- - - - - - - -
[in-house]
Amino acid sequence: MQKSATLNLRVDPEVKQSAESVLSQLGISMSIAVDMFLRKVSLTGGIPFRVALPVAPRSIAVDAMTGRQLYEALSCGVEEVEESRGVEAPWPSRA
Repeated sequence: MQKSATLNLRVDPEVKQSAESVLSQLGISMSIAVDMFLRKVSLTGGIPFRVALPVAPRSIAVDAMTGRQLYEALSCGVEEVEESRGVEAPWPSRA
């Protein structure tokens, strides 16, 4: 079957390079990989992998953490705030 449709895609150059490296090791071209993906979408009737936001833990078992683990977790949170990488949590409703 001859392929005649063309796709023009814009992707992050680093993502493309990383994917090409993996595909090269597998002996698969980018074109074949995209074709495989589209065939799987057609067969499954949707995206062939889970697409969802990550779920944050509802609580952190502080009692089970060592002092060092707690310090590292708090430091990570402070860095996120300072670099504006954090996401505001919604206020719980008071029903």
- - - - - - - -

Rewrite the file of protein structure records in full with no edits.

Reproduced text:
[in-house]
Amino acid sequence: MQKSATLNLRVDPEVKQSAESVLSQLGISMSIAVDMFLRKVSLTGGIPFRVALPVAPRSIAVDAMTGRQLYEALSCGVEEVEESRGVEAPWPSRA
Repeated sequence: MQKSATLNLRVDPEVKQSAESVLSQLGISMSIAVDMFLRKVSLTGGIPFRVALPVAPRSIAVDAMTGRQLYEALSCGVEEVEESRGVEAPWPSRA
């Protein structure tokens, strides 16, 4: 079957390079990989992998953490705030 449709895609150059490296090791071209993906979408009737936001833990078992683990977790949170990488949590409703 001859392929005649063309796709023009814009992707992050680093993502493309990383994917090409993996595909090269597998002996698969980018074109074949995209074709495989589209065939799987057609067969499954949707995206062939889970697409969802990550779920944050509802609580952190502080009692089970060592002092060092707690310090590292708090430091990570402070860095996120300072670099504006954090996401505001919604206020719980008071029903």